Then comes the time for me to get into the song and just try to get through it. I remember Alex Lacamoire saying, “Woo, Andrew! And then everyone behind him, like Josh and Vanessa and Alex and Robin, was like, “Yeah baby, that’s it baby!” You got it, baby! I turn beetroot red and five minutes go by, and I’m just like, “Hey guys, sorry. I start to cry and say, “I don’t know if I’ve ever been so happy in my whole life to be surrounded by the most supportive liars I’ve ever known.”

Jonathan spends the film worrying about that ticking that only he can hear. How did you interpret this?

There was a line in the original one-man show “Boho Days”: “Sometimes I feel like my heart is going to explode.” It was too much on the nose for people after his death, and they had to cut it, but he spends the story trying to figure out what this ticking is: “Are we 30? ? Did I not succeed? Is it an unconscious idea of ​​my girlfriend’s body clock combined with the pressure of my career? Or are all my friends losing their lives at a very young age to the AIDS epidemic?

It could even be a musical metronome. The way you play Jonathan, as a theatrical person who feels so deep and urgent, it’s almost like he needs to sing because normal life isn’t enough.

Everything is at 11 a.m. Even when he makes love, it’s at 11am! Somehow he knows this is all going to end, that it is all so fleeting, and I think he was deeply, painfully aware that he wasn’t going to blackmail his whole song. And I think he was also awfully aware that he wouldn’t get the thoughtfulness and recognition he knew he was meant to have while he was still breathing.

On the last day of filming, what I understood was that Jon understood it. He knew it was a short and sacred ride, and he had a lot of keys and secrets on how to live with ourselves and with each other and make sense of being here. Once he accepted that, he could be a full part of the world, and then he could write “Rent”. I don’t think there is an accident in there. This very visceral knowledge of loss and death is what makes everything so meaningful. And without this awareness, we will succumb to absurdity.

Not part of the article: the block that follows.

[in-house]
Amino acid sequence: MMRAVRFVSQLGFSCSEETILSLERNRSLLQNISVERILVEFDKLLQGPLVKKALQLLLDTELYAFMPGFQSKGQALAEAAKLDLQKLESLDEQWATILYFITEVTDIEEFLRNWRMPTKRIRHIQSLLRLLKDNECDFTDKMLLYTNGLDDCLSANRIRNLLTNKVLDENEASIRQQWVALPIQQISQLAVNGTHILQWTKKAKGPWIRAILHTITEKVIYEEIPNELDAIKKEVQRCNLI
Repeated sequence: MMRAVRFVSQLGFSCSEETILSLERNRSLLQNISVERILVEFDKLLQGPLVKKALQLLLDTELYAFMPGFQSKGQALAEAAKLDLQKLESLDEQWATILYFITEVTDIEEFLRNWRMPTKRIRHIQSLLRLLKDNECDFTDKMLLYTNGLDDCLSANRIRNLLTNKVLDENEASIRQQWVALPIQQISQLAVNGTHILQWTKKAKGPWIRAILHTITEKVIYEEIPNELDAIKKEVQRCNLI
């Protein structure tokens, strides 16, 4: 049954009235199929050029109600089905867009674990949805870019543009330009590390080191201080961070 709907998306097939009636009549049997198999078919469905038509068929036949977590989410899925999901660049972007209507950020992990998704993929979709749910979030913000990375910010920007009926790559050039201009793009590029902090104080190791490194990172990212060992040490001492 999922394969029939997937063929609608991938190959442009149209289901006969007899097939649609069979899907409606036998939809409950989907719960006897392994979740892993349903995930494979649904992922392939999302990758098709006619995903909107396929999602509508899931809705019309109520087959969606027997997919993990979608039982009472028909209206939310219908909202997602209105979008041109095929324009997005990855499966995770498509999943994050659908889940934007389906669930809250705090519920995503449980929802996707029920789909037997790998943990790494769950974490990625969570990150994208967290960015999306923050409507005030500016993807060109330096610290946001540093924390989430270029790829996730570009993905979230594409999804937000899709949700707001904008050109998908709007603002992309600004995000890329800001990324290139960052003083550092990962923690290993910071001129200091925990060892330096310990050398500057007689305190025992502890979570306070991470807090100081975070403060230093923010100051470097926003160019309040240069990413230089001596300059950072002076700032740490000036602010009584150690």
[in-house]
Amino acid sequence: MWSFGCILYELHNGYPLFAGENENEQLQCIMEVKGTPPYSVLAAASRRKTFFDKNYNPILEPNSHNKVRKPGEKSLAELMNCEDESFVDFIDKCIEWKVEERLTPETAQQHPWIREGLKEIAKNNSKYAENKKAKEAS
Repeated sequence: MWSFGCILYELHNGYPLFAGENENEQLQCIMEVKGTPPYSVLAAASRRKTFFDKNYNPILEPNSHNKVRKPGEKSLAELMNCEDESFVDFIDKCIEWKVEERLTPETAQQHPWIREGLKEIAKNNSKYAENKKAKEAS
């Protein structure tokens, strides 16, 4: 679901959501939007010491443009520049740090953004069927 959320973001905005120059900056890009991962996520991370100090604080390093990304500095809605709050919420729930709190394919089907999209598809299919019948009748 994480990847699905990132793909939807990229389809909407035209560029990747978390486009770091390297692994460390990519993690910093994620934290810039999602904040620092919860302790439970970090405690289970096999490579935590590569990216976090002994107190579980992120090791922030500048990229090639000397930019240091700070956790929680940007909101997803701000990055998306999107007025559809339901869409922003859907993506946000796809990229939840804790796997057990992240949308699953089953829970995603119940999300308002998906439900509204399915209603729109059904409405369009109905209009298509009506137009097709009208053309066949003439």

So what meaning did this story give you?

Every frame, every moment, every breath in this film is an attempt to honor Jon. And, on a more personal level, it’s an honor for my mom. He was someone who showed me where I needed to go in my life. She put me on a path. We lost her just before Covid, just before we started filming, after a long battle with pancreatic cancer. So for me I was able to continue his song about the ocean and the wave of Jonathan’s songs. It was an attempt to honor her in her unfinished song, and her in her unfinished song, and bring them together.

I think that’s part of the reason I didn’t want this movie to end, because I had to put my grief into the art, into this creative act. The privilege of my life has been to be there for my mother, being the person who gave her permission when she was ready. We had a very amazing connection, and now an audience will subconsciously know his mind through Jon, whom I find so magical and beautiful.

Still, that’s a lot to deal with while you’re shooting this movie. It couldn’t have been easy.

I was reluctant to share this, but I feel like it’s a universal experience. At best, we lose our parents and not the other way around, so I feel very lucky that I was able to be with her during her passing, and was able to read her favorite poems and take care of her. and my father and my brother. I have already lost people, but mother is something else. It is the person who gives you life no longer there. Nothing can prepare you for this kind of disaster. For me, everything has changed: where there used to be a stream, there is now a mountain; where there was once a volcano, there is now a field. It’s a strange head trip.

You put parts of yourself into others, almost as if they are stewards of who you are. And when you lose these people, you suddenly become their steward.

As you say, it’s like my mother is now living in me in a way that is maybe even stronger than ever when she was embodied. I feel its essence. For me, it only comes when we can accept the loss, and it’s so hard for us to do that in our culture because we don’t have the framework or the tools to do it. We are told to be in the delusion and denial of this universally compelling thing that we are all going to go through at some point, and it is fascinating to me that this great adventure of death is not honored.

In fact, the only thing that makes that sense is if we are walking with death in the far corner of our left eye. This is the only way we are aware that we are alive right now. I think that was the legacy Jon leaves and the legacy my mom leaves me personally, it’s just being here. Because you’re not going to be here for long.

It reminds me of what was written on your script before all of this happened: “You don’t understand now, but you will understand.”

“You don’t understand now, but you will understand.” I’m still in shock from downloading to figure out what Jon’s life was like, what my mom’s life was, what it was all about. Oh my God, what a chance to explore this in his work!